Boulby mine hits polyhalite million mark

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A global landmark in mining has been achieved at the Boulby mine in east Cleveland.

During operations last week, the one-millionth tonne of polyhalite was brought to the surface.

The mine, which is owned and operated by Israeli Chemicals, is the only one in the world mining the mineral which is a form of fertilizer that occurs naturally and aids crop growth due to its concentration of potassium, magnesium, sulphur and calcium nutrients.

Mark Elliott, polyhalite production manager, said: “Every man jack in every department has had a part to play in this success.

“Since we started to focus on mining polyhalite in early 2016 everybody has worked to find ways of improving productivity.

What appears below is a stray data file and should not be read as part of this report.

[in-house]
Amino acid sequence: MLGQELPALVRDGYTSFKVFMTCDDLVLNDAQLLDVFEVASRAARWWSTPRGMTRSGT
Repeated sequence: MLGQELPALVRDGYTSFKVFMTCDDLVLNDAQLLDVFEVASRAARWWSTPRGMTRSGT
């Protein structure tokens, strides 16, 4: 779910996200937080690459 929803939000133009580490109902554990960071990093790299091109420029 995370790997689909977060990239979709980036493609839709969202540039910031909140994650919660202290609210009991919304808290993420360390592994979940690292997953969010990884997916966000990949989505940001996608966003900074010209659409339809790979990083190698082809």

“Output has increased to 327,000 tonnes so far this year and we are on target to hoist 450,000 by the year end.”

Of particular note was the contribution made by the engineers to the cutting heads. Polyhalite is so hard that at first some 100 of them had to be replaced per shift.

A redesign has reduced that to between 15 and 20, saving time and enabling each shift to mine more of the mineral.

The increase in productivity is also helping meet the increasing worldwide demand for the product, which is marketed under the trademark ‘Polysulphate’.

As a natural product, it is certified and approved for use in organic farming systems.

Geological studies conducted by ICL Fertilizers indicate that there are deposits amounting to more than a billion tonnes of polyhalite at Boulby.

 

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